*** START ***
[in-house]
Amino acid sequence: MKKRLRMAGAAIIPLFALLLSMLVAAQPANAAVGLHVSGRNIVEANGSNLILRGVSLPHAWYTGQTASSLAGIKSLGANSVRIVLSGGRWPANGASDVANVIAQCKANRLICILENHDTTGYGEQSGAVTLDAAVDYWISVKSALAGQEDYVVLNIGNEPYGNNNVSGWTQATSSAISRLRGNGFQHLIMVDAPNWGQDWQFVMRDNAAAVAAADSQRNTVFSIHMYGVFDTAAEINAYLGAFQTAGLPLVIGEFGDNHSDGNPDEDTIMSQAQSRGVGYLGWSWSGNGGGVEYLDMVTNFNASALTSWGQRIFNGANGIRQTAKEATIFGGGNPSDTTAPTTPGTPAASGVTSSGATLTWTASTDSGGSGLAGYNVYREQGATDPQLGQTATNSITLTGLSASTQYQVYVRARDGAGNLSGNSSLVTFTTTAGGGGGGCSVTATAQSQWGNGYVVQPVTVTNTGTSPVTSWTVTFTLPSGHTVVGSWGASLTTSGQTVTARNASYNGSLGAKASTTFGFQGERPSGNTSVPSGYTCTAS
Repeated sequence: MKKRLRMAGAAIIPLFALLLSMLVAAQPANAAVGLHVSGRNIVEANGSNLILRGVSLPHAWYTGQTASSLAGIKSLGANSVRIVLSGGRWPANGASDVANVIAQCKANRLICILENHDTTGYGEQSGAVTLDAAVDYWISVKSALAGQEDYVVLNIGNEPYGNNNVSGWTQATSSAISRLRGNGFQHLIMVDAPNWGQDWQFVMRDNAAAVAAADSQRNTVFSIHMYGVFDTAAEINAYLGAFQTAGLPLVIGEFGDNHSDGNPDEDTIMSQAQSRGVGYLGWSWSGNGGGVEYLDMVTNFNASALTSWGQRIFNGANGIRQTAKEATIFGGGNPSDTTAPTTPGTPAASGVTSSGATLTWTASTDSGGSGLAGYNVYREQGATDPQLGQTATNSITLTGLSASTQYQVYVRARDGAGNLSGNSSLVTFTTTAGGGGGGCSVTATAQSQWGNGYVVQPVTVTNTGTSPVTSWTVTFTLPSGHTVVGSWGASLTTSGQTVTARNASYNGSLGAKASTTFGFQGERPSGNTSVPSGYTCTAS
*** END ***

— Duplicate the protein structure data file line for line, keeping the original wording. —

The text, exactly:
[in-house]
Amino acid sequence: MKKRLRMAGAAIIPLFALLLSMLVAAQPANAAVGLHVSGRNIVEANGSNLILRGVSLPHAWYTGQTASSLAGIKSLGANSVRIVLSGGRWPANGASDVANVIAQCKANRLICILENHDTTGYGEQSGAVTLDAAVDYWISVKSALAGQEDYVVLNIGNEPYGNNNVSGWTQATSSAISRLRGNGFQHLIMVDAPNWGQDWQFVMRDNAAAVAAADSQRNTVFSIHMYGVFDTAAEINAYLGAFQTAGLPLVIGEFGDNHSDGNPDEDTIMSQAQSRGVGYLGWSWSGNGGGVEYLDMVTNFNASALTSWGQRIFNGANGIRQTAKEATIFGGGNPSDTTAPTTPGTPAASGVTSSGATLTWTASTDSGGSGLAGYNVYREQGATDPQLGQTATNSITLTGLSASTQYQVYVRARDGAGNLSGNSSLVTFTTTAGGGGGGCSVTATAQSQWGNGYVVQPVTVTNTGTSPVTSWTVTFTLPSGHTVVGSWGASLTTSGQTVTARNASYNGSLGAKASTTFGFQGERPSGNTSVPSGYTCTAS
Repeated sequence: MKKRLRMAGAAIIPLFALLLSMLVAAQPANAAVGLHVSGRNIVEANGSNLILRGVSLPHAWYTGQTASSLAGIKSLGANSVRIVLSGGRWPANGASDVANVIAQCKANRLICILENHDTTGYGEQSGAVTLDAAVDYWISVKSALAGQEDYVVLNIGNEPYGNNNVSGWTQATSSAISRLRGNGFQHLIMVDAPNWGQDWQFVMRDNAAAVAAADSQRNTVFSIHMYGVFDTAAEINAYLGAFQTAGLPLVIGEFGDNHSDGNPDEDTIMSQAQSRGVGYLGWSWSGNGGGVEYLDMVTNFNASALTSWGQRIFNGANGIRQTAKEATIFGGGNPSDTTAPTTPGTPAASGVTSSGATLTWTASTDSGGSGLAGYNVYREQGATDPQLGQTATNSITLTGLSASTQYQVYVRARDGAGNLSGNSSLVTFTTTAGGGGGGCSVTATAQSQWGNGYVVQPVTVTNTGTSPVTSWTVTFTLPSGHTVVGSWGASLTTSGQTVTARNASYNGSLGAKASTTFGFQGERPSGNTSVPSGYTCTAS